So you been diagnosed with the trigger finger, now what…..
When patients first notice a trigger finger, they’re usually very concerned. Trigger finger causes a snapping, and sometimes pain, in the hand, and often leads to decreased movement in the finger. Most people think that this is a very uncommon condition. The truth is that is it is one of the most common conditions that hand surgeons treat.
In order to understand what a trigger fingers is you first have to understand a little bit about the anatomy of the hand. Muscles in the forearm become tendons in the hand that eventually insert into the bone. When the muscles contract, they pull on the tendons, which subsequently move the bones across the joints. These tendons run through structures called “pulleys.” The purpose of the pulleys is to keep the tendons near the bone in order to allow more motion. Sometimes the tendons get irritated and thickened, and sometimes the pulleys get thickened, and this can cause a snapping as the tendon moves through the pulley. This is trigger finger. Sometimes it goes away on its own, but sometimes it doesn’t, and sometimes the finger can actually get stuck in one position.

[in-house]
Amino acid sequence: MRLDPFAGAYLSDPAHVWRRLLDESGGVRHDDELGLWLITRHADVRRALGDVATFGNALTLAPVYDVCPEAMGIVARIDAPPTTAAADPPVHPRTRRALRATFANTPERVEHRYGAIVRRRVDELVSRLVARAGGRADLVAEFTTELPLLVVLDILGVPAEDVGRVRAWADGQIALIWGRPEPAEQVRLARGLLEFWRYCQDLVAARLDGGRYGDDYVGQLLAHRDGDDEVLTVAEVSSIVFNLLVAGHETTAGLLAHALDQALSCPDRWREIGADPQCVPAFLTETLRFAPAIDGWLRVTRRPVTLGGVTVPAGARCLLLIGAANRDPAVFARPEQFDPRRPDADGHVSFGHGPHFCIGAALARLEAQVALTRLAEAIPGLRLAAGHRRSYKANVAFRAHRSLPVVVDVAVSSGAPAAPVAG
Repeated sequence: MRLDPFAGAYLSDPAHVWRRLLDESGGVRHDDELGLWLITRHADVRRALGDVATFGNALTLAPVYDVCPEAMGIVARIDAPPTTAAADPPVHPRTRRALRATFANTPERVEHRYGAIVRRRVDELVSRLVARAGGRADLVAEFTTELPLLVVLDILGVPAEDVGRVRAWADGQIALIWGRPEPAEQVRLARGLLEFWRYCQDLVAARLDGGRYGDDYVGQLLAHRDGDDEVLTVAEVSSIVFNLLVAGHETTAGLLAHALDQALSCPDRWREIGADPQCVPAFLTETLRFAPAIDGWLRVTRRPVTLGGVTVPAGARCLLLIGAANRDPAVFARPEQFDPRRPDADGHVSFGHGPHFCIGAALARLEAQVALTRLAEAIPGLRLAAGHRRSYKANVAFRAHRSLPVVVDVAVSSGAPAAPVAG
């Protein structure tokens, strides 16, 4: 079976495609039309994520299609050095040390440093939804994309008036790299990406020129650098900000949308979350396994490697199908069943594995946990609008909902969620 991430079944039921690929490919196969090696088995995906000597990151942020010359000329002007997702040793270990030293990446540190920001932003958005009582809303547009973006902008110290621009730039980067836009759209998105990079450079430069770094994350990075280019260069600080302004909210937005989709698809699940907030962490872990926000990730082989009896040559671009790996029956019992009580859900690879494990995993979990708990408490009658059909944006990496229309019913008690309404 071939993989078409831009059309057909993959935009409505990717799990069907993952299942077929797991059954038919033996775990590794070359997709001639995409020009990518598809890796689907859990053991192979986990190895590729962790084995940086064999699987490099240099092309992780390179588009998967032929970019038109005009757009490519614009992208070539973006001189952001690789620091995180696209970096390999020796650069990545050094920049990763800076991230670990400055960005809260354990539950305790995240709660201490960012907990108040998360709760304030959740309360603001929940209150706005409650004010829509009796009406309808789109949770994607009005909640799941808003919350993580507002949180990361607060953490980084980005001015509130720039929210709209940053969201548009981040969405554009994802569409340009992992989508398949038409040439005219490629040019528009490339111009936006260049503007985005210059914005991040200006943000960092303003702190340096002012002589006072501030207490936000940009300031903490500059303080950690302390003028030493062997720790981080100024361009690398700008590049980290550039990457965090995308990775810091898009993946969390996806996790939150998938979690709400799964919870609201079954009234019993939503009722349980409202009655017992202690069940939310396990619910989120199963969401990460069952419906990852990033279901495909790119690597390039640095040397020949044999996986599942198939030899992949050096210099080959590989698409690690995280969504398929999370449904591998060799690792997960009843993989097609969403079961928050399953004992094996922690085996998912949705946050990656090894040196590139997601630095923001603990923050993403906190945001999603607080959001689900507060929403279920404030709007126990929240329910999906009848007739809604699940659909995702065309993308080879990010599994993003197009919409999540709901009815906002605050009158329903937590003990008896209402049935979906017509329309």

There are several treatment options have been described for this, including splinting injections and even surgery. Most likely on your first visit the doctor will offer you an injection; this is a steroid injection given directly into the tendon sheath that will help decrease inflammation. At first you may notice increased snapping and clicking in the finger, but eventually it should decrease. The results of steroid injections are quite good, depending on the severity of your condition. Sometimes if these measures do not work, then surgery is indicated. The procedure can often be done in the office with a needle, but often needs to be done in the operating room under a local anesthetic. The results of this treatment are excellent, and most people recover without any evidence of any more triggering.